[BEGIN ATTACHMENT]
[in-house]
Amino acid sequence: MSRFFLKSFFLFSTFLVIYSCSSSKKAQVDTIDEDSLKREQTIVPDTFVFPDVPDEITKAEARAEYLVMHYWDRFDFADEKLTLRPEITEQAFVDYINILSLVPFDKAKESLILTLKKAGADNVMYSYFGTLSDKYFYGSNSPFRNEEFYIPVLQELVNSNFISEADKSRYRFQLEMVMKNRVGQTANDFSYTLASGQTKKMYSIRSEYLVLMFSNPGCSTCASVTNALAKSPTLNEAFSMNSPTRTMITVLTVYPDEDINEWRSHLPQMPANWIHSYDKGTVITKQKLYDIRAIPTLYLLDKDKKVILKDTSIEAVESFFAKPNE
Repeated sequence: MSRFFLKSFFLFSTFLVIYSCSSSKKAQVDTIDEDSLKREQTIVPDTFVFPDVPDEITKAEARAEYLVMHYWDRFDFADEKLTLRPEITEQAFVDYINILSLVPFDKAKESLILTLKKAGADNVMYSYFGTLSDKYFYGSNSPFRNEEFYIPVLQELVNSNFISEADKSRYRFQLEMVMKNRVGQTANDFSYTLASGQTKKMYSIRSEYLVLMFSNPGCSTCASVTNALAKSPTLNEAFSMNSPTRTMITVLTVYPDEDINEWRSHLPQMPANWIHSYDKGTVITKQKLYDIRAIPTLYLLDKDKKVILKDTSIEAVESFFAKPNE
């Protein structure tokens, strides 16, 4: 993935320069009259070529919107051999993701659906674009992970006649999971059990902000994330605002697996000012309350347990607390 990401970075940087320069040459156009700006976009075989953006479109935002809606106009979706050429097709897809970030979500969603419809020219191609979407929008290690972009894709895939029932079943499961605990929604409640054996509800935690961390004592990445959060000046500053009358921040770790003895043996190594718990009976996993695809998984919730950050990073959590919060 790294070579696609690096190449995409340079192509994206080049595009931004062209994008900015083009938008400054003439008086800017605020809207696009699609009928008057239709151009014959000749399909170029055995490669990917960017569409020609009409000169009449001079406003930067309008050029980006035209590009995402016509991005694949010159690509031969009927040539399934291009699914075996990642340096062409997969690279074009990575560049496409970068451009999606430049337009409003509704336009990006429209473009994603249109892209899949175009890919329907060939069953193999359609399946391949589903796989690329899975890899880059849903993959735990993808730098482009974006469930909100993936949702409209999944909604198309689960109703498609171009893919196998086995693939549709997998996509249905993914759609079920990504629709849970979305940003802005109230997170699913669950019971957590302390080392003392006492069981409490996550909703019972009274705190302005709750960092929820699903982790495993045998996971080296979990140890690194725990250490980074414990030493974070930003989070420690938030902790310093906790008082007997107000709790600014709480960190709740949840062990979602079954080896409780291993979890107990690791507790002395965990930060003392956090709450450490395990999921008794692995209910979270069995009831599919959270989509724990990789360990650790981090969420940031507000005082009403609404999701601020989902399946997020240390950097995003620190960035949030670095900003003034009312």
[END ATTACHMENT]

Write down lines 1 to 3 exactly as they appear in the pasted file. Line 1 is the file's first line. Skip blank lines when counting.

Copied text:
[in-house]
Amino acid sequence: MSRFFLKSFFLFSTFLVIYSCSSSKKAQVDTIDEDSLKREQTIVPDTFVFPDVPDEITKAEARAEYLVMHYWDRFDFADEKLTLRPEITEQAFVDYINILSLVPFDKAKESLILTLKKAGADNVMYSYFGTLSDKYFYGSNSPFRNEEFYIPVLQELVNSNFISEADKSRYRFQLEMVMKNRVGQTANDFSYTLASGQTKKMYSIRSEYLVLMFSNPGCSTCASVTNALAKSPTLNEAFSMNSPTRTMITVLTVYPDEDINEWRSHLPQMPANWIHSYDKGTVITKQKLYDIRAIPTLYLLDKDKKVILKDTSIEAVESFFAKPNE
Repeated sequence: MSRFFLKSFFLFSTFLVIYSCSSSKKAQVDTIDEDSLKREQTIVPDTFVFPDVPDEITKAEARAEYLVMHYWDRFDFADEKLTLRPEITEQAFVDYINILSLVPFDKAKESLILTLKKAGADNVMYSYFGTLSDKYFYGSNSPFRNEEFYIPVLQELVNSNFISEADKSRYRFQLEMVMKNRVGQTANDFSYTLASGQTKKMYSIRSEYLVLMFSNPGCSTCASVTNALAKSPTLNEAFSMNSPTRTMITVLTVYPDEDINEWRSHLPQMPANWIHSYDKGTVITKQKLYDIRAIPTLYLLDKDKKVILKDTSIEAVESFFAKPNE